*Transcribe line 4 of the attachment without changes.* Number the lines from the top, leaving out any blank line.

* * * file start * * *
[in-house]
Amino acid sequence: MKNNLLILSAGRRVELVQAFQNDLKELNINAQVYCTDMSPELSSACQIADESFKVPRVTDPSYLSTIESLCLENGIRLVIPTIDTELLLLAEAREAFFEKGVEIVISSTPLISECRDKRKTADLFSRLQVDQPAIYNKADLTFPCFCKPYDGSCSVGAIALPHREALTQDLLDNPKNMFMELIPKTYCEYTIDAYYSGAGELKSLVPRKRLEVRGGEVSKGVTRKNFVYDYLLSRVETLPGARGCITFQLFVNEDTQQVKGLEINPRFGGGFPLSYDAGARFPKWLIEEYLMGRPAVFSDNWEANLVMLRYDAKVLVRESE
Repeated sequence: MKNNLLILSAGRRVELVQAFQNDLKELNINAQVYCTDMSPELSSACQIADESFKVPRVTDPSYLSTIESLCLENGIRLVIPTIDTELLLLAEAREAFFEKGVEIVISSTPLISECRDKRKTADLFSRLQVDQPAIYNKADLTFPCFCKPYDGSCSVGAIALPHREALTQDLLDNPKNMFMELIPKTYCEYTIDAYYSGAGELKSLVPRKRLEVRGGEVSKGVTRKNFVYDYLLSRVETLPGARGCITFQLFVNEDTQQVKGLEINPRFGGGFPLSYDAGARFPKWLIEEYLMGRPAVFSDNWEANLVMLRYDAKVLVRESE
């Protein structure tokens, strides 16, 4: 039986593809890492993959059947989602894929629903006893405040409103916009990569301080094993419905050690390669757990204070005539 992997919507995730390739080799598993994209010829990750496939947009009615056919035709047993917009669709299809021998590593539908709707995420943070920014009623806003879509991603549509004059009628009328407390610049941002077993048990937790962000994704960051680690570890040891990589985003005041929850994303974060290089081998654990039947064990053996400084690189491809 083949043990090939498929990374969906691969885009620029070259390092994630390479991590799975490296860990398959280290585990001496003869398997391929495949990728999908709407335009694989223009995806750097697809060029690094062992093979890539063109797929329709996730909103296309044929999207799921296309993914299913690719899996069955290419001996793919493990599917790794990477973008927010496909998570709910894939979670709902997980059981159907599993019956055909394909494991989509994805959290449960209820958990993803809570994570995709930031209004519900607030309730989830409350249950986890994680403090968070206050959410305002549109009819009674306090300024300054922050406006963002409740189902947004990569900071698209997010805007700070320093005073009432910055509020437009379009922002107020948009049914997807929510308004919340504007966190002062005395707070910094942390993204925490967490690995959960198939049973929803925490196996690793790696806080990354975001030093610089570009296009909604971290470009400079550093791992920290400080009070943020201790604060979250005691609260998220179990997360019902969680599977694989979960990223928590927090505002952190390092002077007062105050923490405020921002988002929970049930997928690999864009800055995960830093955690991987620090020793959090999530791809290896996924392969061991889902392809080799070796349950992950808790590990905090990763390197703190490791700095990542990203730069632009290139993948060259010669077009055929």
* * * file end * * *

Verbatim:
């Protein structure tokens, strides 16, 4: 039986593809890492993959059947989602894929629903006893405040409103916009990569301080094993419905050690390669757990204070005539 992997919507995730390739080799598993994209010829990750496939947009009615056919035709047993917009669709299809021998590593539908709707995420943070920014009623806003879509991603549509004059009628009328407390610049941002077993048990937790962000994704960051680690570890040891990589985003005041929850994303974060290089081998654990039947064990053996400084690189491809 083949043990090939498929990374969906691969885009620029070259390092994630390479991590799975490296860990398959280290585990001496003869398997391929495949990728999908709407335009694989223009995806750097697809060029690094062992093979890539063109797929329709996730909103296309044929999207799921296309993914299913690719899996069955290419001996793919493990599917790794990477973008927010496909998570709910894939979670709902997980059981159907599993019956055909394909494991989509994805959290449960209820958990993803809570994570995709930031209004519900607030309730989830409350249950986890994680403090968070206050959410305002549109009819009674306090300024300054922050406006963002409740189902947004990569900071698209997010805007700070320093005073009432910055509020437009379009922002107020948009049914997807929510308004919340504007966190002062005395707070910094942390993204925490967490690995959960198939049973929803925490196996690793790696806080990354975001030093610089570009296009909604971290470009400079550093791992920290400080009070943020201790604060979250005691609260998220179990997360019902969680599977694989979960990223928590927090505002952190390092002077007062105050923490405020921002988002929970049930997928690999864009800055995960830093955690991987620090020793959090999530791809290896996924392969061991889902392809080799070796349950992950808790590990905090990763390197703190490791700095990542990203730069632009290139993948060259010669077009055929």